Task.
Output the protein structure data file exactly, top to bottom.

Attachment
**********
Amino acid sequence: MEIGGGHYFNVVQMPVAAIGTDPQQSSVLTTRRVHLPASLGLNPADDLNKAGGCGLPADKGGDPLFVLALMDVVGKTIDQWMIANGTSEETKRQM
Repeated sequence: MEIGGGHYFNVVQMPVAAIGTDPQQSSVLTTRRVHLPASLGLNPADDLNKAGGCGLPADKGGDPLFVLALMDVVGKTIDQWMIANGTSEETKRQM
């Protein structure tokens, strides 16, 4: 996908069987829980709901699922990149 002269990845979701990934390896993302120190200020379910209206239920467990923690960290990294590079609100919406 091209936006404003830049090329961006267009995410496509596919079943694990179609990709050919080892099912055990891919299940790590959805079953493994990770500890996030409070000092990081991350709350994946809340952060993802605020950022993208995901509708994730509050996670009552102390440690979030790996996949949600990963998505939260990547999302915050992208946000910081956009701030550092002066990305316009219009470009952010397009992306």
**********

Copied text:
Amino acid sequence: MEIGGGHYFNVVQMPVAAIGTDPQQSSVLTTRRVHLPASLGLNPADDLNKAGGCGLPADKGGDPLFVLALMDVVGKTIDQWMIANGTSEETKRQM
Repeated sequence: MEIGGGHYFNVVQMPVAAIGTDPQQSSVLTTRRVHLPASLGLNPADDLNKAGGCGLPADKGGDPLFVLALMDVVGKTIDQWMIANGTSEETKRQM
């Protein structure tokens, strides 16, 4: 996908069987829980709901699922990149 002269990845979701990934390896993302120190200020379910209206239920467990923690960290990294590079609100919406 091209936006404003830049090329961006267009995410496509596919079943694990179609990709050919080892099912055990891919299940790590959805079953493994990770500890996030409070000092990081991350709350994946809340952060993802605020950022993208995901509708994730509050996670009552102390440690979030790996996949949600990963998505939260990547999302915050992208946000910081956009701030550092002066990305316009219009470009952010397009992306």